Last weeks in Japan, part 5: returning to Finland

This post will be the last edition of the “in Japan”-tagged blog entries. I would like to remind the readers that Go of Ten will go on even after my stay in Japan, as it also existed long before I left for Japan. In the future, you may expect me to write here tournament stories from all over Europe — and I’ll likely continue publishing game reviews and essays too. Also know that I’m tentatively planning to return to Japan next year to continue my insei studies — it would seem that I’ll be able to continue from C class right upon my arrival, which would save me one to two months’ worth of time.

My last weeks in Japan were full of seeing people that I got acquainted with and telling them goodbye. I had really grown to like studying at the Ichikawa go dojo, as I’d found it was the most effective place for me to get some studying in, and both the students and Mimura-sensei are incredibly nice as well. I gave some moomin-themed mugs for Mimura-sensei as a parting gift, and he in turn told that I’m welcome to come back to the dojo anytime I’m in Japan. As the readers may remember, I already got a great gift from Mimura-sensei. I’m soon finished studying the first book of the twelve-book collection I received — and if I’m following what the novel First kyu teaches, I’ve got to study through the books nine more times. With my current pace, that’s going to take almost twenty years!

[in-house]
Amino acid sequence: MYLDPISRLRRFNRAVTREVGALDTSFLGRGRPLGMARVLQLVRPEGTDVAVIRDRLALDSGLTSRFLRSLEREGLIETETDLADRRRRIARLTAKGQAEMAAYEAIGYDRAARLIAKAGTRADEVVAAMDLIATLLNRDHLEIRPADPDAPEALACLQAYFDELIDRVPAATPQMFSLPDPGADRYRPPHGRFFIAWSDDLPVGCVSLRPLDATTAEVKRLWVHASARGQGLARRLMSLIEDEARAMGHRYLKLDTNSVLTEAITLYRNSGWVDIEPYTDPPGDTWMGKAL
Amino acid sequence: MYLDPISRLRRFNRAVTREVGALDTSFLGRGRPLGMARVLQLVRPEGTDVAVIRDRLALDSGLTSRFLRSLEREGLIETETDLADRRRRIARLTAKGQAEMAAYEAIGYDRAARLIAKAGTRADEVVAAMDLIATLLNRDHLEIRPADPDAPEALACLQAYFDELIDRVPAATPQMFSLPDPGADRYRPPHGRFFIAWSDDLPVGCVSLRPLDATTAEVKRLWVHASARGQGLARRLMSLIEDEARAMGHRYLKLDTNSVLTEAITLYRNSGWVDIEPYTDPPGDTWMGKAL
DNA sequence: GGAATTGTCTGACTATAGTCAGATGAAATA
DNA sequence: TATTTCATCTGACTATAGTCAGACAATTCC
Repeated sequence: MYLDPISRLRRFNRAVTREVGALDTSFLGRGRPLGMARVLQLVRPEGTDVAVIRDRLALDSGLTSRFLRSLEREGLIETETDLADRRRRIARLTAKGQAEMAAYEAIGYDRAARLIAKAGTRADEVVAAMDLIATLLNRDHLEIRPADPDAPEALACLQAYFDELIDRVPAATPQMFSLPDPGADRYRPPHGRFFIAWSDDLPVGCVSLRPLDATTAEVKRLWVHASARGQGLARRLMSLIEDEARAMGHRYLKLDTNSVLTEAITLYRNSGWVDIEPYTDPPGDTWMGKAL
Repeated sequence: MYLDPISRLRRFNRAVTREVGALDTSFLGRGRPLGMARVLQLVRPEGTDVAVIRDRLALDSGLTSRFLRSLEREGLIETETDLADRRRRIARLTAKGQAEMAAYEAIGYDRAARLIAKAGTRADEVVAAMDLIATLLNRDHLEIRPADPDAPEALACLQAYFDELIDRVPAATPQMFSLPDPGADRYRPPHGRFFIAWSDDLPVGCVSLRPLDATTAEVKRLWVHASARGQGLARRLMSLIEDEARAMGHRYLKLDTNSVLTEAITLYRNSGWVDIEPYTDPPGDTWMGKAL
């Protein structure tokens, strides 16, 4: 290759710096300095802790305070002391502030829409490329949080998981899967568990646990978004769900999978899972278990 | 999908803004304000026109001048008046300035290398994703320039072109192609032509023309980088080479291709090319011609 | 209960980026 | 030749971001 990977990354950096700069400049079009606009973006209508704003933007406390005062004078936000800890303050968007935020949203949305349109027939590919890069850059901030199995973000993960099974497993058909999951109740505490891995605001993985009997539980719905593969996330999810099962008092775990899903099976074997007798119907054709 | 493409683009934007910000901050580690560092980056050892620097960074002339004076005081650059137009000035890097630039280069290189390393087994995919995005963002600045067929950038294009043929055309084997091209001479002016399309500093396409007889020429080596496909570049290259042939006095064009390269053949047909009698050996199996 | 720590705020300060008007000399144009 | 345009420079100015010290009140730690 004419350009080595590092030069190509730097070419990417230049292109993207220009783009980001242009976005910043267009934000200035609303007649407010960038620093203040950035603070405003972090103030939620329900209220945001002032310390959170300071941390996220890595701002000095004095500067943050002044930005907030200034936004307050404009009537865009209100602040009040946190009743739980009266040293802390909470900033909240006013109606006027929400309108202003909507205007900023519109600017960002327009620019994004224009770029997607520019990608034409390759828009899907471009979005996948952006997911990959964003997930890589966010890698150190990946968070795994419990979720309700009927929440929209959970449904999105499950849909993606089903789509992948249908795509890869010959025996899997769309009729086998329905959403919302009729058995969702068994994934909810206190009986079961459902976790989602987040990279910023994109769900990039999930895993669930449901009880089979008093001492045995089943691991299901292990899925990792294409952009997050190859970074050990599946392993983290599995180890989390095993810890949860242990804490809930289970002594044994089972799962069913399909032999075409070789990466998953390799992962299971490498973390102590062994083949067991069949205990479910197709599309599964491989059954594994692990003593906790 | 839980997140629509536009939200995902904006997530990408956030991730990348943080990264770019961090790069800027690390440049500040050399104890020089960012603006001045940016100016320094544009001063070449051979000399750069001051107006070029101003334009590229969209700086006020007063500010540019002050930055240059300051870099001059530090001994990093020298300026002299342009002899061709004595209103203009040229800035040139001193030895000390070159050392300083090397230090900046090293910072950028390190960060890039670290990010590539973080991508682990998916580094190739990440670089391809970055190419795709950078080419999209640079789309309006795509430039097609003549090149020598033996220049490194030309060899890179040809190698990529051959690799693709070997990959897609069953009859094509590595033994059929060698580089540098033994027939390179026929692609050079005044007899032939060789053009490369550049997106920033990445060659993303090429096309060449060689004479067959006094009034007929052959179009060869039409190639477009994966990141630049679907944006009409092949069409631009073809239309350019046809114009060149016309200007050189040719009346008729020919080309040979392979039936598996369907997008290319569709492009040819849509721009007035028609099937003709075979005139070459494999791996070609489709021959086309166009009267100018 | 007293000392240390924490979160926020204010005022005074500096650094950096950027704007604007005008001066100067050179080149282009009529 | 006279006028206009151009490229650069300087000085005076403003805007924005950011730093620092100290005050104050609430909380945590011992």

Continue reading “Last weeks in Japan, part 5: returning to Finland”

Last weeks in Japan, part 4: tv game with Fujisawa Rina

At the time of writing this blog post, I have actually already returned to Finland, but I’ll be writing the “returning to Finland” blog post a bit later.

In Last weeks in Japan, part 3, I’d forgotten May 3, Thursday, which was a day when Kobayashi-sensei had asked me to participate in her children’s go class as a guest. It was then that the famous tv face, Anti Torumanen (indeed, almost all of the kids had seen me on television), came to play some simultaneous games with the more promising children. I played three sets of two-game simultaneous matches, handicaps included (ranging from two to five stones), and ended up winning all the games too. Apparently some of the children came for the class from somewhere pretty far away (like, a 1-2 hour trip), which was fairly surprising, considering that the class itself only lasted for about two hours.

Last Monday, on May 7, I played in a tv broadcast game against Fujisawa Rina, professional 1 dan. Before the match, which started at 6 PM, I first went to visit a zen buddhist temple in Ueno with Kobayashi-sensei. We were shown around the temple a bit, and I was taught the very basics of zazen (sitting meditation). By the end of the one-hour visit, the monk who was showing us around was asking if I wouldn’t become his disciple. As monk life in Japan nowadays can be fairly modern, and not too ascetic, I might even consider such a proposal if I ended up going to Japan again (and if I could be insei at the same time). It seemed fitting that first there’d be some meditation, and then a tv match against a pro soon after that.

Since this was already the second time I was to be featured in a tv program in Japan, I wasn’t really nervous at all. It was interesting to see some details about how those go commentary programs that you see on tv in Asia are made. The commentator for my game was Sakai Maki 8 dan, also one of the insei instructors. There were two short interviews included during the recording as well — when I could, I answered in Japanese, but at times I had to have Tom from the Nihon Ki-in to translate for me.